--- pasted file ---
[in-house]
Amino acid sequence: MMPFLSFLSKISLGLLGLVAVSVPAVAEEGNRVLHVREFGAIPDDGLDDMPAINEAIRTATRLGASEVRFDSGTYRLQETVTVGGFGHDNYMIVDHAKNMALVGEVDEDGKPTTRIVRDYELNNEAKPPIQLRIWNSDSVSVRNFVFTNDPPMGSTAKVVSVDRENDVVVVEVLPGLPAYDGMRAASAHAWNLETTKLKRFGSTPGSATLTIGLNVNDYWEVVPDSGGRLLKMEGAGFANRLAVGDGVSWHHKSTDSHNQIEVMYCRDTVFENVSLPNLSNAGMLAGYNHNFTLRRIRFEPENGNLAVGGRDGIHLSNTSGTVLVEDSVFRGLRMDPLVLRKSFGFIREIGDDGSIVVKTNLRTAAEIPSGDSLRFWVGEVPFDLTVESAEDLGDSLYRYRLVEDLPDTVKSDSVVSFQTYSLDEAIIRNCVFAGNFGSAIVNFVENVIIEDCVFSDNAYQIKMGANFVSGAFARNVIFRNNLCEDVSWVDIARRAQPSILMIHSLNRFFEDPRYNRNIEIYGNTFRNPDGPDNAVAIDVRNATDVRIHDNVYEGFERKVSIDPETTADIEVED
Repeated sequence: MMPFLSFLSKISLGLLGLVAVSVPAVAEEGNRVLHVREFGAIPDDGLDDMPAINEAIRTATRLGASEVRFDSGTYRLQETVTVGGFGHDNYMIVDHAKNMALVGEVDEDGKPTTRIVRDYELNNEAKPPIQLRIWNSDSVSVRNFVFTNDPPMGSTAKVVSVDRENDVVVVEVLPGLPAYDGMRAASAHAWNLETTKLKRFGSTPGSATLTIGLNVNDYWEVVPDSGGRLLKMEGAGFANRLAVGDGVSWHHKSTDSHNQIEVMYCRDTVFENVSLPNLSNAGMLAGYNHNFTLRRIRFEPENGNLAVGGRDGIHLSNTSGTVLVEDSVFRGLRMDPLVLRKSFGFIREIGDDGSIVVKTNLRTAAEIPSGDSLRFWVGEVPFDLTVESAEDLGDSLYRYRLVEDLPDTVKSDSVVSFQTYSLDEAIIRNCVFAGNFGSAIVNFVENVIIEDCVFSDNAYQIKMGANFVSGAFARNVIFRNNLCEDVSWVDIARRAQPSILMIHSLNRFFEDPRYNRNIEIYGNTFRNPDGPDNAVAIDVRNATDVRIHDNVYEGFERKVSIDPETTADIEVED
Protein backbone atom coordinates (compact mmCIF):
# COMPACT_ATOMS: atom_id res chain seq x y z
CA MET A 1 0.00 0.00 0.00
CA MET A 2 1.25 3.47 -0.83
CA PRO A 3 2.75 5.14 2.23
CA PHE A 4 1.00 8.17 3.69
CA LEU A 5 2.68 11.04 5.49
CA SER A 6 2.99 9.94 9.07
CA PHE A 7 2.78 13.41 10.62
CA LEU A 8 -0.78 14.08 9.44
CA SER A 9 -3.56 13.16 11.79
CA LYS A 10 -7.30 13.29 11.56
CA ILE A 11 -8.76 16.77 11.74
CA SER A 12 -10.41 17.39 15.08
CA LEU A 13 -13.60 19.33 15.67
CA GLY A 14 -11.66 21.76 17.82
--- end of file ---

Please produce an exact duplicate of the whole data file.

[in-house]
Amino acid sequence: MMPFLSFLSKISLGLLGLVAVSVPAVAEEGNRVLHVREFGAIPDDGLDDMPAINEAIRTATRLGASEVRFDSGTYRLQETVTVGGFGHDNYMIVDHAKNMALVGEVDEDGKPTTRIVRDYELNNEAKPPIQLRIWNSDSVSVRNFVFTNDPPMGSTAKVVSVDRENDVVVVEVLPGLPAYDGMRAASAHAWNLETTKLKRFGSTPGSATLTIGLNVNDYWEVVPDSGGRLLKMEGAGFANRLAVGDGVSWHHKSTDSHNQIEVMYCRDTVFENVSLPNLSNAGMLAGYNHNFTLRRIRFEPENGNLAVGGRDGIHLSNTSGTVLVEDSVFRGLRMDPLVLRKSFGFIREIGDDGSIVVKTNLRTAAEIPSGDSLRFWVGEVPFDLTVESAEDLGDSLYRYRLVEDLPDTVKSDSVVSFQTYSLDEAIIRNCVFAGNFGSAIVNFVENVIIEDCVFSDNAYQIKMGANFVSGAFARNVIFRNNLCEDVSWVDIARRAQPSILMIHSLNRFFEDPRYNRNIEIYGNTFRNPDGPDNAVAIDVRNATDVRIHDNVYEGFERKVSIDPETTADIEVED
Repeated sequence: MMPFLSFLSKISLGLLGLVAVSVPAVAEEGNRVLHVREFGAIPDDGLDDMPAINEAIRTATRLGASEVRFDSGTYRLQETVTVGGFGHDNYMIVDHAKNMALVGEVDEDGKPTTRIVRDYELNNEAKPPIQLRIWNSDSVSVRNFVFTNDPPMGSTAKVVSVDRENDVVVVEVLPGLPAYDGMRAASAHAWNLETTKLKRFGSTPGSATLTIGLNVNDYWEVVPDSGGRLLKMEGAGFANRLAVGDGVSWHHKSTDSHNQIEVMYCRDTVFENVSLPNLSNAGMLAGYNHNFTLRRIRFEPENGNLAVGGRDGIHLSNTSGTVLVEDSVFRGLRMDPLVLRKSFGFIREIGDDGSIVVKTNLRTAAEIPSGDSLRFWVGEVPFDLTVESAEDLGDSLYRYRLVEDLPDTVKSDSVVSFQTYSLDEAIIRNCVFAGNFGSAIVNFVENVIIEDCVFSDNAYQIKMGANFVSGAFARNVIFRNNLCEDVSWVDIARRAQPSILMIHSLNRFFEDPRYNRNIEIYGNTFRNPDGPDNAVAIDVRNATDVRIHDNVYEGFERKVSIDPETTADIEVED
Protein backbone atom coordinates (compact mmCIF):
# COMPACT_ATOMS: atom_id res chain seq x y z
CA MET A 1 0.00 0.00 0.00
CA MET A 2 1.25 3.47 -0.83
CA PRO A 3 2.75 5.14 2.23
CA PHE A 4 1.00 8.17 3.69
CA LEU A 5 2.68 11.04 5.49
CA SER A 6 2.99 9.94 9.07
CA PHE A 7 2.78 13.41 10.62
CA LEU A 8 -0.78 14.08 9.44
CA SER A 9 -3.56 13.16 11.79
CA LYS A 10 -7.30 13.29 11.56
CA ILE A 11 -8.76 16.77 11.74
CA SER A 12 -10.41 17.39 15.08
CA LEU A 13 -13.60 19.33 15.67
CA GLY A 14 -11.66 21.76 17.82